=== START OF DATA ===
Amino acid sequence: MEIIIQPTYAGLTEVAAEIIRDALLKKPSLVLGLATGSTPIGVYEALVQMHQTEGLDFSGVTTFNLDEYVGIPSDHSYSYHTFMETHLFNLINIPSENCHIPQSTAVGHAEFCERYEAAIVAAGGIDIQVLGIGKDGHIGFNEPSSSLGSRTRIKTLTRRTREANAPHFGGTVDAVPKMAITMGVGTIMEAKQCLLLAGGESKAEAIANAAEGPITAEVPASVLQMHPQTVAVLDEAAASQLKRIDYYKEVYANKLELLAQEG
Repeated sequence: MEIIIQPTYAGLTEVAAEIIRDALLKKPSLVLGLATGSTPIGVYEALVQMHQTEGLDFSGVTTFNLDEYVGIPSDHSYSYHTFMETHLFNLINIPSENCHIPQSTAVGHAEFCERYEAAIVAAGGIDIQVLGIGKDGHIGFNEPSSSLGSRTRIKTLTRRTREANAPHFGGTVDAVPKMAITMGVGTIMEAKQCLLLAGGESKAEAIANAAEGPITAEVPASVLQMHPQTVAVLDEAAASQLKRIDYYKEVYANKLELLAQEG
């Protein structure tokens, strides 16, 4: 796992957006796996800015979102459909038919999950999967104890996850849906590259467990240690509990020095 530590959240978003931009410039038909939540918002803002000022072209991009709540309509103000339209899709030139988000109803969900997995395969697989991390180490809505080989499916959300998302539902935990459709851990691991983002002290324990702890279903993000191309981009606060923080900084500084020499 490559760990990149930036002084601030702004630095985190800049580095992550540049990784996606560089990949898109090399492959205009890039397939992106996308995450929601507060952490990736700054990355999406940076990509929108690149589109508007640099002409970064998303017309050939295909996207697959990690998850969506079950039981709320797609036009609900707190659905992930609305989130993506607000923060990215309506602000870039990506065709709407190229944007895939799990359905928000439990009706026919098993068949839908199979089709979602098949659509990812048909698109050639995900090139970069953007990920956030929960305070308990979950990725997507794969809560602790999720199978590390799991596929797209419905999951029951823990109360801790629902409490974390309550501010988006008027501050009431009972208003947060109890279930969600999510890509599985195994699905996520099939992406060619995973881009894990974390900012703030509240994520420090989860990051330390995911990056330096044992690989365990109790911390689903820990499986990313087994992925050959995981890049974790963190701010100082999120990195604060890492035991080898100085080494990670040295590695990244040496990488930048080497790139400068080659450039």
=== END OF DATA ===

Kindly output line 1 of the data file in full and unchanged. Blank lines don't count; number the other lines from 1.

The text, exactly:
Amino acid sequence: MEIIIQPTYAGLTEVAAEIIRDALLKKPSLVLGLATGSTPIGVYEALVQMHQTEGLDFSGVTTFNLDEYVGIPSDHSYSYHTFMETHLFNLINIPSENCHIPQSTAVGHAEFCERYEAAIVAAGGIDIQVLGIGKDGHIGFNEPSSSLGSRTRIKTLTRRTREANAPHFGGTVDAVPKMAITMGVGTIMEAKQCLLLAGGESKAEAIANAAEGPITAEVPASVLQMHPQTVAVLDEAAASQLKRIDYYKEVYANKLELLAQEG